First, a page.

3. Government Bonds - Invest in Government Bonds, be prepared to hold to maturity so as to reduce risk of market volatility.


4. Government Certificates - Invest in national Savings Certificates such as the and Index Linked Tax Free Certificates, which are an excellent vehicle for higher rate tax payers.


5. A Stock Market Crash or Slump Would be A Buying Opportunity. The stock market is expected to be volatile since we are moving into a new risk climate. Despite a high probability of further sharp falls, and even a crash, there are plenty of long-term plays out there especially in the big cap oil sector. I would also look at bargain hunting metals and mining on further sharp falls or a crash. Similarly for the utilities sectors such as Water. The best plays are probably via investment trusts, of which there are many. I favor investment trusts over unit trusts as they are traded on the stock exchanges exactly as any stock is. Whereas, as I recall in previous financial crisis you may find the phone off the hook on the other end of the line when you try to call to buy or sell unit trust positions.


6. Emerging Markets - I would avoid china, the market is not pricing in risk and is primed for a crash. India and Russia look enticing especially on any sharp falls in sympathy to global market sell offs.


Whatever you do, remember that today's Idyllic pleasant picture in the UK is very shortly in for a rude awakening, much as the US home owners are experiencing in increasing numbers. The bull market in housing is over for now, better to realize this now whilst you have the opportunity to do something about it rather than be forced into a decision later on.


Related: http://www.marketoracle.co.uk/Category36-All.html

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An overview of the European housing market....



Overheating sees house price downturn in Europe

Last Updated: 1:07am BST 27/08/2007


House prices in the overheated markets in Europe have begun a downturn , writes Ambrose Evans-Pritchard


House prices on the overheated fringes of Europe have begun to turn down sharply, replicating the early phase of the sub-prime property slide in the United States.


Housing booms in Romania, Bulgaria, Croatia, and even Russia are all looking stretched to extremes


Irish property has fallen for the past four months in a row as higher eurozone interest rates start to bite harder, while the speculative bubble in the Baltic states has burst.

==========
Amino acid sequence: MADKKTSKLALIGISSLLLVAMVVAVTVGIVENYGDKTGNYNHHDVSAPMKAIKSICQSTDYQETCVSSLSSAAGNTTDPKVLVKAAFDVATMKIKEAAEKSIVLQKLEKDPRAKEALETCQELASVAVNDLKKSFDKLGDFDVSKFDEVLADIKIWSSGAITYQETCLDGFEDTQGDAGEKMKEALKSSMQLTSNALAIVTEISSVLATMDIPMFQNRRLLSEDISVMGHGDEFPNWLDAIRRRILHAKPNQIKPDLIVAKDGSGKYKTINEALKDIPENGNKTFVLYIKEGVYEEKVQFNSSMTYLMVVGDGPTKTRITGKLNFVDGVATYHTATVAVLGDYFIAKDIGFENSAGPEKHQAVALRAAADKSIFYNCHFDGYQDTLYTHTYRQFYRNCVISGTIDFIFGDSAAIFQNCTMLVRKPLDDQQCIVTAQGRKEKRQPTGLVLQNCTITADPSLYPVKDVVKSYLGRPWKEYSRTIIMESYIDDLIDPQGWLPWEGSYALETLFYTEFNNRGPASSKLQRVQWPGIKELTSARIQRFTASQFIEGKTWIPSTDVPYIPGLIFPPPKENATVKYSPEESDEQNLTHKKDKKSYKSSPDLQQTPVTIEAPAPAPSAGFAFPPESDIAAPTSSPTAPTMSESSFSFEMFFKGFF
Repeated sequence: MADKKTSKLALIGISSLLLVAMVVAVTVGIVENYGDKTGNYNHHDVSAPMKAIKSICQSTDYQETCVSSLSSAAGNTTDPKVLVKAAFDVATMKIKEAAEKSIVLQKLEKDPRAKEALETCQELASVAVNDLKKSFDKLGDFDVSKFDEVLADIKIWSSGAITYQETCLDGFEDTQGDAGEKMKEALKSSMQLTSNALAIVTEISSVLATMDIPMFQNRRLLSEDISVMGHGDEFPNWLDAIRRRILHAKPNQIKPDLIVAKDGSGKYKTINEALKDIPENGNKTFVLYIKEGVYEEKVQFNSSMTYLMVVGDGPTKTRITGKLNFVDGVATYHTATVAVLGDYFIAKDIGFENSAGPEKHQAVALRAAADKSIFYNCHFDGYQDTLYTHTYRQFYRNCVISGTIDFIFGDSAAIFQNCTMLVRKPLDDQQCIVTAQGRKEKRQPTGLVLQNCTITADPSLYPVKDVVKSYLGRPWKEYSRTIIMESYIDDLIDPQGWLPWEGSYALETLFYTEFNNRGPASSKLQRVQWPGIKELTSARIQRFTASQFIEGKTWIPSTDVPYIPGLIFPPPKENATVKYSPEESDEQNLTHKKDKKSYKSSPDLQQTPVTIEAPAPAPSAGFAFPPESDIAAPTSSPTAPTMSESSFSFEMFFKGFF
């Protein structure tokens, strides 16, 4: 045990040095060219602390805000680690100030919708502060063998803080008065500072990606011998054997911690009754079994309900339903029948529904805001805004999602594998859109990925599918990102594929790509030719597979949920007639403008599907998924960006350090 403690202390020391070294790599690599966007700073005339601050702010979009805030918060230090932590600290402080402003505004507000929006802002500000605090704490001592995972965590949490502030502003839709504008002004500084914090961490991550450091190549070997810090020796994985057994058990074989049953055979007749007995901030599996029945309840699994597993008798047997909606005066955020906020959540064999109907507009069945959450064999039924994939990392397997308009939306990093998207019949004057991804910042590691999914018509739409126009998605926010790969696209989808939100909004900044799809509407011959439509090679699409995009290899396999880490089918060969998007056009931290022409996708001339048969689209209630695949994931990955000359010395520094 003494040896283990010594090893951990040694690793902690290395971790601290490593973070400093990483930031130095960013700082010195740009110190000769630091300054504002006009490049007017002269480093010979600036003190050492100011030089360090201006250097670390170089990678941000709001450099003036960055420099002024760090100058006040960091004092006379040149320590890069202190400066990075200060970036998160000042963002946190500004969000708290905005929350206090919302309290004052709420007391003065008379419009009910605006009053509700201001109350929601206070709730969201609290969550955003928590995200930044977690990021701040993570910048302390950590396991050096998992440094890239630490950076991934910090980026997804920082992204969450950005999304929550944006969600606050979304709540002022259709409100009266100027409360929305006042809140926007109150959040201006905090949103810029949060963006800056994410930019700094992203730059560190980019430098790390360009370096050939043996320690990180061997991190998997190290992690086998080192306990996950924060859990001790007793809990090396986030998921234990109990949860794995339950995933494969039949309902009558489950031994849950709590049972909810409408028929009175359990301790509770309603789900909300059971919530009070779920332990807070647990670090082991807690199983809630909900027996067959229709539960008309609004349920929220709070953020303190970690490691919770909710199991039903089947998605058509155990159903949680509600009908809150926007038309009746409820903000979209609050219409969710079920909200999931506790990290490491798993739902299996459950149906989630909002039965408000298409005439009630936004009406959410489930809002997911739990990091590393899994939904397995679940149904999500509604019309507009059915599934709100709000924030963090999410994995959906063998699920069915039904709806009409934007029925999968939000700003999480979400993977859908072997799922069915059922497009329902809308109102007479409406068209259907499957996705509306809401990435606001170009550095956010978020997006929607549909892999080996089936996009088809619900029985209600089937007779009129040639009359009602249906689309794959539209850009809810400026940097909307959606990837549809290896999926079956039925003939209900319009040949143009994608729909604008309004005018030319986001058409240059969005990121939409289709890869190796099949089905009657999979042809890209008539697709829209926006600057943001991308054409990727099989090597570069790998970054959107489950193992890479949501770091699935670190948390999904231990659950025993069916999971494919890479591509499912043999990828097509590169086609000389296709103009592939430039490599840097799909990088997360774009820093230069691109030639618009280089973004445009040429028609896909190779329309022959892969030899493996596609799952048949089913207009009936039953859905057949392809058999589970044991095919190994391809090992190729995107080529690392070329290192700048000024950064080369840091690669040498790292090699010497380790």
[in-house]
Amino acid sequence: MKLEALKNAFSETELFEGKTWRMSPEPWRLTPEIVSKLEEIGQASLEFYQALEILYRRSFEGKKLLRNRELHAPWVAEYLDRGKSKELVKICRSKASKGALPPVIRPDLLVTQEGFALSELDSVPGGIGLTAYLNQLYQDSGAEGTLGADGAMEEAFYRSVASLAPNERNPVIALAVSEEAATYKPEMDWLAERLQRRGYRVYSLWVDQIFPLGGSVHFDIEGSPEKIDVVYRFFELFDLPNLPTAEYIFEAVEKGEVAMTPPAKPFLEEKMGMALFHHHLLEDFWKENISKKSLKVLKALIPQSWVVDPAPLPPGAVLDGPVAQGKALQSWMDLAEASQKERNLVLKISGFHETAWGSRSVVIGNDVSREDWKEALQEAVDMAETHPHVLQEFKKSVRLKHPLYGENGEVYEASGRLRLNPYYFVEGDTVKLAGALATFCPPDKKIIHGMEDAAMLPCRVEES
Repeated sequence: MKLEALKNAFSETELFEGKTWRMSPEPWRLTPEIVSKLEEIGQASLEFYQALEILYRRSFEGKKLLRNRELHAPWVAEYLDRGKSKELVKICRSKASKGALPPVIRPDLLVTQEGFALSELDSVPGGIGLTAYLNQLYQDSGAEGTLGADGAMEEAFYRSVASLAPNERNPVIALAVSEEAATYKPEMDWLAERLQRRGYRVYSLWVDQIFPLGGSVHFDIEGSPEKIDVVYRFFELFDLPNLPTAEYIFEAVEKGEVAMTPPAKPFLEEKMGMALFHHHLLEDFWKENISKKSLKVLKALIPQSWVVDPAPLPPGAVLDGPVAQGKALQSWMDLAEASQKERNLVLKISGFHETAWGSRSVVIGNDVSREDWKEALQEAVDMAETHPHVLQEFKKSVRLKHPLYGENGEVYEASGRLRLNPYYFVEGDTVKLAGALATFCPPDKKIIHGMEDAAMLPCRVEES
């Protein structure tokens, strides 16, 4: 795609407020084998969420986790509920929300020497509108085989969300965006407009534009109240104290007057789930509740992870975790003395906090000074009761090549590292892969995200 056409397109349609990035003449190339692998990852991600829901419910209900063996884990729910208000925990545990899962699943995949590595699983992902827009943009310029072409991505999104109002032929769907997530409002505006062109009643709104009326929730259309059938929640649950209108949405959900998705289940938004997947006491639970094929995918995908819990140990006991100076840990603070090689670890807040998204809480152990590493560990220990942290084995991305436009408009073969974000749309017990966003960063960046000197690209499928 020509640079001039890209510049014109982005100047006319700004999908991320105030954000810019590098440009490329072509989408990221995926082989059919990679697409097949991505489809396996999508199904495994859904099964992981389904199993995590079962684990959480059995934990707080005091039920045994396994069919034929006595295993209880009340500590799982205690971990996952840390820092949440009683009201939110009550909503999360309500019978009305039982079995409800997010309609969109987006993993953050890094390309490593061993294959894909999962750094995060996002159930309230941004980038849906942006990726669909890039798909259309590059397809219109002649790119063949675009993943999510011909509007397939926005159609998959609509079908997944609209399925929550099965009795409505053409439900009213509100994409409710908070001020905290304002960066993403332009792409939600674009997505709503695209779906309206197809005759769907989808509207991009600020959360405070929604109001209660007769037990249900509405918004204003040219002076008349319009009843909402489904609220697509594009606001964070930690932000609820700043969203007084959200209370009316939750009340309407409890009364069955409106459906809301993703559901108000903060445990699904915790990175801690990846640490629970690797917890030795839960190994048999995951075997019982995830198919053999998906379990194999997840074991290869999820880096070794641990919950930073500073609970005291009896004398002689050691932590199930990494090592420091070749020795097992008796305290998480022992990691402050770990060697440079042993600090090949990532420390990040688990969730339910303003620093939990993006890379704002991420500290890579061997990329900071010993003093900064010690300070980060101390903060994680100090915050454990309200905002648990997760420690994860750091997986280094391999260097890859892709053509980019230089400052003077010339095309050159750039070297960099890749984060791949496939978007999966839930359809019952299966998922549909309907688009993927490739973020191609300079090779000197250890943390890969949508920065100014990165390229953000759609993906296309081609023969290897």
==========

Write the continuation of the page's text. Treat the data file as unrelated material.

House prices in the greater Riga region of Latvia fell 3.5pc in June, following a 1pc fall in May. Flats in the old city became more expensive than Berlin by early this year in a speculative frenzy, much of it with euro, Swiss franc, and yen mortgages that could prove disastrous if Latvia's currency is suddenly devalued - as may well happen, given the country's current account deficit has exploded to 26pc of GDP.


Similar booms in Romania, Bulgaria, Croatia, and even Russia are all looking stretched to extremes. Danske Bank has warned that much of Eastern Europe has been inflated by a "monster bubble" that recalls conditions in east Asia shortly before the crisis broke in 1997.


In Ireland, house prices dropped 2.6pc in first six months of the year to June, with falls of 3.3pc in Dublin. The slowdown is rapidly spilling across into building. House registrations are down 34pc over the first half. Roughly 15pc of housing stock lies empty, according to the Irish census.


Jean-Michel Six, chief Europe economist for Standard & Poor's, said extreme levels of household debt across large parts of Europe left the region vulnerable to tightening credit conditions. Debt levels are above 100pc of GDP in Ireland, Britain, Spain, the Netherlands, and Denmark.


"Spain is heading south. Local real estate companies have reported price falls on a quarter-to-quarter basis in Madrid and several other provinces," he said.


French property prices fell 1.5pc in July - though they were still up 5pc over the year. "House price inflation could turn negative in the second half of this year," he said, adding that proposals by President Nicolas Sarkozy to allow new buyers to offset part of their interest costs against tax would help support the market.


"The spate of interest rate rises by central banks is exacting its toll on disposable incomes already weighed by rising household indebtedness," he said. The European Central Bank has doubled rates from 2pc in December 2005 to 4pc.


The recent turmoil has pushed up the effective rate of borrowing even further in some countries.

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update on my rented house that the landlord is trying to sell.


6 weeks now and not a single viewing, I kid you not. Landlord has now asked if we will stay and will reduce rent by a £100 a month to £900. House on the market for £400k, same as two years ago.


I should imagine the price will drop soon.


Ive noticed no decent family period houses here, around Banbury are selling.